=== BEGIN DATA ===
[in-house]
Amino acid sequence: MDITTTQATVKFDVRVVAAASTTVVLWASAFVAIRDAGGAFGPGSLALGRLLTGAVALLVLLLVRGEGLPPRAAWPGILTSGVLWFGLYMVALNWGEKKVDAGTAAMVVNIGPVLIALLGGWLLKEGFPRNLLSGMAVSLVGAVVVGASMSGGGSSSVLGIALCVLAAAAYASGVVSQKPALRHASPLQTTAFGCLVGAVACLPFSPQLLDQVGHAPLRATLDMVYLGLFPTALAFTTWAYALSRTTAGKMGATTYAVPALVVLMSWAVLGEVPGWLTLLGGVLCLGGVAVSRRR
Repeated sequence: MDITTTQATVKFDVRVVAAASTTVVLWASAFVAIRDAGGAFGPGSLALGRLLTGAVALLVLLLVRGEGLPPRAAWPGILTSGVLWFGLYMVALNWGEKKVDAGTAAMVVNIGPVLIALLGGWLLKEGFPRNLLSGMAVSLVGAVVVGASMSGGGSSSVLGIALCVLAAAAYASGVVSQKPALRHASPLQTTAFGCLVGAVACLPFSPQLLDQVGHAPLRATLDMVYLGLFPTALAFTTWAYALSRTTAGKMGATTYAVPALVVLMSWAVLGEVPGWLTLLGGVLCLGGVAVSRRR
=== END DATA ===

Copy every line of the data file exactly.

[in-house]
Amino acid sequence: MDITTTQATVKFDVRVVAAASTTVVLWASAFVAIRDAGGAFGPGSLALGRLLTGAVALLVLLLVRGEGLPPRAAWPGILTSGVLWFGLYMVALNWGEKKVDAGTAAMVVNIGPVLIALLGGWLLKEGFPRNLLSGMAVSLVGAVVVGASMSGGGSSSVLGIALCVLAAAAYASGVVSQKPALRHASPLQTTAFGCLVGAVACLPFSPQLLDQVGHAPLRATLDMVYLGLFPTALAFTTWAYALSRTTAGKMGATTYAVPALVVLMSWAVLGEVPGWLTLLGGVLCLGGVAVSRRR
Repeated sequence: MDITTTQATVKFDVRVVAAASTTVVLWASAFVAIRDAGGAFGPGSLALGRLLTGAVALLVLLLVRGEGLPPRAAWPGILTSGVLWFGLYMVALNWGEKKVDAGTAAMVVNIGPVLIALLGGWLLKEGFPRNLLSGMAVSLVGAVVVGASMSGGGSSSVLGIALCVLAAAAYASGVVSQKPALRHASPLQTTAFGCLVGAVACLPFSPQLLDQVGHAPLRATLDMVYLGLFPTALAFTTWAYALSRTTAGKMGATTYAVPALVVLMSWAVLGEVPGWLTLLGGVLCLGGVAVSRRR